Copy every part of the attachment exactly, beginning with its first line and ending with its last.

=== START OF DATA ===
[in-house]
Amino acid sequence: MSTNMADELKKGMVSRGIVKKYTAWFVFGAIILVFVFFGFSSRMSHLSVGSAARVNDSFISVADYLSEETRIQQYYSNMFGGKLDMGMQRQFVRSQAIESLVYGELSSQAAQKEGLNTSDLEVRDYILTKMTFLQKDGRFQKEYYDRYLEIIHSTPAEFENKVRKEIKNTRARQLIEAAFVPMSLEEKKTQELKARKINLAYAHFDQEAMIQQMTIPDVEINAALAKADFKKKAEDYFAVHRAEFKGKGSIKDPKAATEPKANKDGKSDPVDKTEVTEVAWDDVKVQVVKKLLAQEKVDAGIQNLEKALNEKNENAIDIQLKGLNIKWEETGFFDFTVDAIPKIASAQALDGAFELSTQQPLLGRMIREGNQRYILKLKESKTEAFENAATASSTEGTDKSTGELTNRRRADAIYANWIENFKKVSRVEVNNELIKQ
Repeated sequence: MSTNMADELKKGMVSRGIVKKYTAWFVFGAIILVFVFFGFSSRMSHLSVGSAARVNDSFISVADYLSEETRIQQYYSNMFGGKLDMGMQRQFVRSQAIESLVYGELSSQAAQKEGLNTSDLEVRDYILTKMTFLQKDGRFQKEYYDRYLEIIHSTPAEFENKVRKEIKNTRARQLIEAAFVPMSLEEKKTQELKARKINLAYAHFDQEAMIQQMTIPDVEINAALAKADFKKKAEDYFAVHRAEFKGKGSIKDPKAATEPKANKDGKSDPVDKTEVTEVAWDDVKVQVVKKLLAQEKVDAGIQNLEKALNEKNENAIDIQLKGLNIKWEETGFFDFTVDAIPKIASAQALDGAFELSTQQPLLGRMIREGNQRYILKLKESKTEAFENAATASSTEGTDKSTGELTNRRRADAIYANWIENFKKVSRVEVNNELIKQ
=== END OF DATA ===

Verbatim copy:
[in-house]
Amino acid sequence: MSTNMADELKKGMVSRGIVKKYTAWFVFGAIILVFVFFGFSSRMSHLSVGSAARVNDSFISVADYLSEETRIQQYYSNMFGGKLDMGMQRQFVRSQAIESLVYGELSSQAAQKEGLNTSDLEVRDYILTKMTFLQKDGRFQKEYYDRYLEIIHSTPAEFENKVRKEIKNTRARQLIEAAFVPMSLEEKKTQELKARKINLAYAHFDQEAMIQQMTIPDVEINAALAKADFKKKAEDYFAVHRAEFKGKGSIKDPKAATEPKANKDGKSDPVDKTEVTEVAWDDVKVQVVKKLLAQEKVDAGIQNLEKALNEKNENAIDIQLKGLNIKWEETGFFDFTVDAIPKIASAQALDGAFELSTQQPLLGRMIREGNQRYILKLKESKTEAFENAATASSTEGTDKSTGELTNRRRADAIYANWIENFKKVSRVEVNNELIKQ
Repeated sequence: MSTNMADELKKGMVSRGIVKKYTAWFVFGAIILVFVFFGFSSRMSHLSVGSAARVNDSFISVADYLSEETRIQQYYSNMFGGKLDMGMQRQFVRSQAIESLVYGELSSQAAQKEGLNTSDLEVRDYILTKMTFLQKDGRFQKEYYDRYLEIIHSTPAEFENKVRKEIKNTRARQLIEAAFVPMSLEEKKTQELKARKINLAYAHFDQEAMIQQMTIPDVEINAALAKADFKKKAEDYFAVHRAEFKGKGSIKDPKAATEPKANKDGKSDPVDKTEVTEVAWDDVKVQVVKKLLAQEKVDAGIQNLEKALNEKNENAIDIQLKGLNIKWEETGFFDFTVDAIPKIASAQALDGAFELSTQQPLLGRMIREGNQRYILKLKESKTEAFENAATASSTEGTDKSTGELTNRRRADAIYANWIENFKKVSRVEVNNELIKQ